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Brajesh Kumar K, Associate Professor of Electronics and Communication Engg., Indian Institute of Technology Roorkee, India
Editor in chief : International Journal of VLSI Design & Communication Systems (VLSICS)

Brajesh Kumar Kaushik received his Bachelor of Engineering degree in Electronics and Communication Engineering, Master of Technology degree in Engineering Systems and Doctorate of Philosophy from Indian Institute of Technology Roorkee, India. He served Vinytics Peripherals Pvt. Ltd., Delhi as Research & Development Engineer in Microprocessor, Microcontroller and DSP processor based system design. He joined Department of Electronics and Communication Engineering, G.B.Pant Engineering College, Pauri Garhwal, Uttarakhand, India as Lecturer in July, 1998, where later he served as Assistant Professor from May, 2005 to May, 2006 and Associate Professor from May 2006 to Dec, 2009. He joined Department of Electronics and Communication Engineering, Indian Institute of TechnologyRoorkee as Assistant Professor in Dec, 2009; where since April 2014, he is working as Associate Professor. He has extensively published in several national and international journals and conferences of repute

Spintronics-Perspectives and Challenges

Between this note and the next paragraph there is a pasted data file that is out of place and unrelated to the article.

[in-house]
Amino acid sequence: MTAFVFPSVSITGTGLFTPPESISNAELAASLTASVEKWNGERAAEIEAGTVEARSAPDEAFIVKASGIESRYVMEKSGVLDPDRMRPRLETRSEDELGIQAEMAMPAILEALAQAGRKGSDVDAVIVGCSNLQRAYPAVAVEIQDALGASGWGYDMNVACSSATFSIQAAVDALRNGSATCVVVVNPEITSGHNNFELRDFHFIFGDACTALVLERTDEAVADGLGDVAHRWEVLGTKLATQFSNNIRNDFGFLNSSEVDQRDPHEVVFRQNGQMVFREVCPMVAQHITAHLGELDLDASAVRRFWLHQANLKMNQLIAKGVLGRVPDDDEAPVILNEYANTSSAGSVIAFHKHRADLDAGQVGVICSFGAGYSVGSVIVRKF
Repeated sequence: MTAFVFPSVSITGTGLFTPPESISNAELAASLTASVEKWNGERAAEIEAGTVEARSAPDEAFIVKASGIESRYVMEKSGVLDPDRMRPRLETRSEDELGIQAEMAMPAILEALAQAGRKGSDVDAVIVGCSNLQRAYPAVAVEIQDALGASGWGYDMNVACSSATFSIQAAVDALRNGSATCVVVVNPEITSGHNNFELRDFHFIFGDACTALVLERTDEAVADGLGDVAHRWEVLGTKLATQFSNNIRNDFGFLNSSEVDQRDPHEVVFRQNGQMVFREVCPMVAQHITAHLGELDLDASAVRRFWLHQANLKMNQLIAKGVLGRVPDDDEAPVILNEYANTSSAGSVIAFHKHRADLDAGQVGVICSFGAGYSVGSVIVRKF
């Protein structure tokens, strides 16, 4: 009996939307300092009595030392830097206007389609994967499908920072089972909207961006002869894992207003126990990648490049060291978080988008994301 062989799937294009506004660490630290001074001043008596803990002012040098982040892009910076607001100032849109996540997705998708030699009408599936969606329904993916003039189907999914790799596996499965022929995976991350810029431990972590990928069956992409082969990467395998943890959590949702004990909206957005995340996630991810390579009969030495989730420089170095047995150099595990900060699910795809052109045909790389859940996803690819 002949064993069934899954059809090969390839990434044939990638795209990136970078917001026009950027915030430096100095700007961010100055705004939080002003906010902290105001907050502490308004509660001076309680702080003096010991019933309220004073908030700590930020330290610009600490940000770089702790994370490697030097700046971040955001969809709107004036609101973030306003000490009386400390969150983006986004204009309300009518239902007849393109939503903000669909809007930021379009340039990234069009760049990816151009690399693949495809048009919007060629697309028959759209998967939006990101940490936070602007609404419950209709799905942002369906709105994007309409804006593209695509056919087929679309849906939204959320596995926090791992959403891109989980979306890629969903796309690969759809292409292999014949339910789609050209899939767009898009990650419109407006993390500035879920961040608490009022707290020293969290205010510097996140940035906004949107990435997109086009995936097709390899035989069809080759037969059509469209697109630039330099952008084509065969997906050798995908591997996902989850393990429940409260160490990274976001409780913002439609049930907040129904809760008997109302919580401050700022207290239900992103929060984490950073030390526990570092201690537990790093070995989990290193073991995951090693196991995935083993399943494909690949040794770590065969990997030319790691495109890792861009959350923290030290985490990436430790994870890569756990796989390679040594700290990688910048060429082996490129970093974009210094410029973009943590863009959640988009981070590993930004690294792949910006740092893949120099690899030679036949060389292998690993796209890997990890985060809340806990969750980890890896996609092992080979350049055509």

Conventional CMOS technology has reached to the brink of its scaling limits and poses significant challenges for the development of next generation high-speed ultra-low power cost-effective memory and processing devices. The failure of Moore's law on the technology roadmap has enforced the research community to explore alternative technology solutions to mitigate the problems. In the post-CMOS era, spintronics shall emerge as a potentially viable interdisciplinary field with credible technological perspectives. Spintronic exploits an electron’s spin orientation and its associated magnetic moment as a state variable instead of a conventionally used charge in CMOS technology. In general, the spintronic devices are layered structure of ferromagnetic materials and provide the nonvolatile storage options and manipulations of logic states. Spin transfer torque (STT) and spin orbit torque (SOT) devices using magnetic tunnel junctions (MTJs) have become strong contenders for the nonvolatile embedded memory architectures with the capability of implementing the concepts of "logic-in-memory" and "material-device-circuit co-design." The spin torque devices offer the features of "universal memory" i.e., high speed, nonvolatility, high density, and low power, high endurance, CMOS process compatibility. Apart from the basic spin torque devices, the field of spintronics encloses all spin logic (ASL) devices, domain wall (DW) based devices, spin diodes, and spin FETs. The material and device level roadmaps for the field of spintronics suggest that the research work is at the infant stage and still require different elemental spin device developments with the understanding of associated underlying physics. In addition, the accurate models for the spintronic devices imitating the effect of stochastic behaviour and PVT variations need to be explored. Spintronics based architectures are being considered for computing applications such as bio-inspired computing and quantum computing. These spintronics based novel computing approaches find applications in image processing and provides efficient solution to the complex computing problems.